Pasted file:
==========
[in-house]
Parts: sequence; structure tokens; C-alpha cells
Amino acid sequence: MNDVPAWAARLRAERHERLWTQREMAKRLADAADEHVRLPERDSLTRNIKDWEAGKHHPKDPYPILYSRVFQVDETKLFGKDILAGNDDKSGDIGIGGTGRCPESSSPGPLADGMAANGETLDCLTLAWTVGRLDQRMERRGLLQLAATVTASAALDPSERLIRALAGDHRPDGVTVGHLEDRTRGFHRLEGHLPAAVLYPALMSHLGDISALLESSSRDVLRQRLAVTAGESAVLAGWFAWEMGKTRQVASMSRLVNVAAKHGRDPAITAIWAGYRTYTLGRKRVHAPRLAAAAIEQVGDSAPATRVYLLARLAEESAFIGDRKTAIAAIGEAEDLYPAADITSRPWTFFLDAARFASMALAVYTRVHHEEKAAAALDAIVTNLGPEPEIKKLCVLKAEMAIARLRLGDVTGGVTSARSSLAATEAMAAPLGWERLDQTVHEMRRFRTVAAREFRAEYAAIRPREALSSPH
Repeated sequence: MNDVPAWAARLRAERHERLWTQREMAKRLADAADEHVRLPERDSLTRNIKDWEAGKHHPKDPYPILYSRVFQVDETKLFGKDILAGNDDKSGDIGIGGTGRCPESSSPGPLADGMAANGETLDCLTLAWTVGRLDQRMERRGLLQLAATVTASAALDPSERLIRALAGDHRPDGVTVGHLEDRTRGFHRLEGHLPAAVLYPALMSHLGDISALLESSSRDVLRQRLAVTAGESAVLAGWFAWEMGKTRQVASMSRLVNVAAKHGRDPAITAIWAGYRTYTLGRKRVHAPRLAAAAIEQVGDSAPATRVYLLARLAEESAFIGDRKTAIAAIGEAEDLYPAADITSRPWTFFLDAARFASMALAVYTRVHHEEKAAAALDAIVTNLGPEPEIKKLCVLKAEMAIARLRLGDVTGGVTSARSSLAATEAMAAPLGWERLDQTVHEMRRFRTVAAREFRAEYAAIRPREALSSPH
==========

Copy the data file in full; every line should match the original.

[in-house]
Parts: sequence; structure tokens; C-alpha cells
Amino acid sequence: MNDVPAWAARLRAERHERLWTQREMAKRLADAADEHVRLPERDSLTRNIKDWEAGKHHPKDPYPILYSRVFQVDETKLFGKDILAGNDDKSGDIGIGGTGRCPESSSPGPLADGMAANGETLDCLTLAWTVGRLDQRMERRGLLQLAATVTASAALDPSERLIRALAGDHRPDGVTVGHLEDRTRGFHRLEGHLPAAVLYPALMSHLGDISALLESSSRDVLRQRLAVTAGESAVLAGWFAWEMGKTRQVASMSRLVNVAAKHGRDPAITAIWAGYRTYTLGRKRVHAPRLAAAAIEQVGDSAPATRVYLLARLAEESAFIGDRKTAIAAIGEAEDLYPAADITSRPWTFFLDAARFASMALAVYTRVHHEEKAAAALDAIVTNLGPEPEIKKLCVLKAEMAIARLRLGDVTGGVTSARSSLAATEAMAAPLGWERLDQTVHEMRRFRTVAAREFRAEYAAIRPREALSSPH
Repeated sequence: MNDVPAWAARLRAERHERLWTQREMAKRLADAADEHVRLPERDSLTRNIKDWEAGKHHPKDPYPILYSRVFQVDETKLFGKDILAGNDDKSGDIGIGGTGRCPESSSPGPLADGMAANGETLDCLTLAWTVGRLDQRMERRGLLQLAATVTASAALDPSERLIRALAGDHRPDGVTVGHLEDRTRGFHRLEGHLPAAVLYPALMSHLGDISALLESSSRDVLRQRLAVTAGESAVLAGWFAWEMGKTRQVASMSRLVNVAAKHGRDPAITAIWAGYRTYTLGRKRVHAPRLAAAAIEQVGDSAPATRVYLLARLAEESAFIGDRKTAIAAIGEAEDLYPAADITSRPWTFFLDAARFASMALAVYTRVHHEEKAAAALDAIVTNLGPEPEIKKLCVLKAEMAIARLRLGDVTGGVTSARSSLAATEAMAAPLGWERLDQTVHEMRRFRTVAAREFRAEYAAIRPREALSSPH